Nineteen Eighty-Four in 1954

Long-term readers of this blog (if there are any left after my infrequent posting over the last two years) will recall that I’m very interested in the different adaptations of Nineteen Eighty-Four, that have been produced over the years (see here and here, for example).


However, for those who have seen it, the 1954 BBC version of George Orwell’s novel, subtitled ‘The Last Man in Europe’ (one of Orwell’s original possible titles for the book) and starring Peter Cushing, is often mentioned as the most faithful and closest in ‘feel’ to the book, produced as it was, so close in time to the immediate post-war era of ruins and rationing by which the book was at least partly inspired. There were several big technical problems with this version, and these, combined with political and commercial interference over the years by government and the producers of other film versions have conspired to mean that it has been very infrequently reshown. However, there is a fantastic version happening right about now in London produced by Horse Hospital, which uses original visual material combined with a new soundtrack by electronic composer, Zbigniew Karkowski. I wish I could be there…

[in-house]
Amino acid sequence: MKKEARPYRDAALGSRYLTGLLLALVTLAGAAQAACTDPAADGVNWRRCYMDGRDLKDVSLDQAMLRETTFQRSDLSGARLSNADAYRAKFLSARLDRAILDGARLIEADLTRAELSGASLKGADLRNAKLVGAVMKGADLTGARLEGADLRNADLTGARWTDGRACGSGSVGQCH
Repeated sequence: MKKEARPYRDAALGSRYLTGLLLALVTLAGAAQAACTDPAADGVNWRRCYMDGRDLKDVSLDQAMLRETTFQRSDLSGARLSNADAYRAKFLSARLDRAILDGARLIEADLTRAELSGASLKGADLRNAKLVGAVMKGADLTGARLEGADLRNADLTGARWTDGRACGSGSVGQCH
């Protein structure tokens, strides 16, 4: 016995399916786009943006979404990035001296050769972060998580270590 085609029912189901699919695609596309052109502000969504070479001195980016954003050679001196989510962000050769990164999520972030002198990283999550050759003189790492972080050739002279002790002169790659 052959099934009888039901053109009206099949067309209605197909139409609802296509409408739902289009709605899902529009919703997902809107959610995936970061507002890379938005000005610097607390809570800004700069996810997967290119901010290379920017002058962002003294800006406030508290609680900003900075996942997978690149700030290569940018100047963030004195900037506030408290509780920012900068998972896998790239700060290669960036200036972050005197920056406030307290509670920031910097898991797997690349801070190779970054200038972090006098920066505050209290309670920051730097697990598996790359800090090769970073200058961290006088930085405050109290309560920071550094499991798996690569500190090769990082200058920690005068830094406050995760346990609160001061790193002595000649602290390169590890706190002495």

*Thanks to Atau Tanaka for noting this one.

Author: David

I'm David Murakami Wood. I live on Wolfe Island, in Ontario, and am Canada Research Chair (Tier II) in Surveillance Studies and an Associate Professor at Queen's University, Kingston.

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